Umair Haque / Bubblegeneration
umair haque  

 
 


Design principles for 21st century companies, markets, and economies. Foreword by Gary Hamel. Coming January 4th. Pre-order at Amazon.


 
Monday, April 03, 2006


Purpose as Strategy

I used to talk quite a bit about purpose. In the last few days, the idea is making the rounds again. I stopped largely because I felt my def of purpose had been hijacked by intellectually and morally bankrupt snake-oil salesmen like Rick Warren - because it had taken on the color of religion.

But let's discuss for a sec. How can we define purpose? My def is simple: foregoing near-term profit (but not value creation). Put another way, trading financial capital for social, cultural, or intellectual capital. Put another way, not selling out.

Now, purpose is indeed defining a huge category of new ventures. Craigslist is the most obvious example to geeks; but we can think of TerraPass, AdBusters, Etsy, food, etc; the examples are plentiful, and growing.

The deeper reason is, I think, straightforward: the benefits to yesterday's myopic version of competition are eroding fast. Profitability, competitive advantage, etc, are less and less durable.

In this kind of world, it begins to make sense to do what you think is cool - yesterday, this was more risky than otherwise; today, the risk in both equations is equalizing. And, of course, it's far more satisfying to do something that actually means something to you.

Most simply, perhaps the truth is that purposiveness is a strategy that dominates the economics of hypercompetition.

-- umair // 12:08 PM // 2 comments


Comments:

Hi Umair,

Thanks for the thoughts on our business model. TerraPass certainly is a purpose-driven organization, although I'm not sure the rise in such companies reflects a shift in the calculus of risk. Rather, I think society is more generally open to the notion of business and entrepreneurialism as a force for social change.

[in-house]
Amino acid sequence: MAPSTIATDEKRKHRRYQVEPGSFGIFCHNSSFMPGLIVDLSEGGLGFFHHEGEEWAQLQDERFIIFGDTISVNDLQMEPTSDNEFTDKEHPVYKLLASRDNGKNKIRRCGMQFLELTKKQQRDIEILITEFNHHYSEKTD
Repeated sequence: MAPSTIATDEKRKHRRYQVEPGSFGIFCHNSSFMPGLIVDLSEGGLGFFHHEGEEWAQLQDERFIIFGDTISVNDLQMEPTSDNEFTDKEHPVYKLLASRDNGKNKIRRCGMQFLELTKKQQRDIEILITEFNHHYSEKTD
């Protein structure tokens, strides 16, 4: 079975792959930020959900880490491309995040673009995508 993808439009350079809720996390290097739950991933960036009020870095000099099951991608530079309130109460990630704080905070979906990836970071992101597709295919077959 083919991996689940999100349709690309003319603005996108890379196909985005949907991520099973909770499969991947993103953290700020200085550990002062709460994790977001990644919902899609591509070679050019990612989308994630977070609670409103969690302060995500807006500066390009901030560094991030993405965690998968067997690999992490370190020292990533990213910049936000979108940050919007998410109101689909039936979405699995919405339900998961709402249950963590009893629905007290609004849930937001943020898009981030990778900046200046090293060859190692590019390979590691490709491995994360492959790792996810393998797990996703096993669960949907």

Also, technology in general and the internet in particular really do change the game for companies like TerraPass. Often social enterprises only become viable once transaction costs and distribution costs drop to the point that it's feasible to reach a niche market. Microfinance is perhaps the best example of this phenomenon. Check out kiva.org for an example of an organization using the internet to slash the costs of loan financing. Certainly Etsy and craigslist also exemplify this phenomenon (and both are companies I admire a lot).

Finally, we take Web 2.0 very seriously at TerraPass, even though we aren't properly speaking a technology company. I think it's fair to say that TerraPass is only possible due to the economics of the internet, and will only be successful to the extent that we can harness the participatory nature of new media. This is something we very much share with the other companies you mention.

Regards,

Adam Stein
Co-founder, TerraPass

P.S. I'd be remiss if I didn't at least mention what TerraPass does, because it isn't clear from the post. We sell carbon offsets to drivers so that they can neutralize the global warming impact of their cars. It's like Kyoto on a much smaller scale. It won't come as a surprise that we can be found at terrapass.com.
// Anonymous Adam Stein // 11:36 PM
 

Hey Adam,

Actually, if you follow my logic, risk is shifting exactly because yesterday's transaction costs are being vaporized...

I think we talk about TCs a lot, but we have little understanding of their deeper effects - maybe food for thought.
// Blogger umair // 2:06 AM
 
 

Recent Tweets







    input
    portfolio
    contact

    mail.
    uhaque (dot) mba2003 (at) london (dot) edu

    skype.
    umair.haque

    atom feed

    technorati profile

    blog archives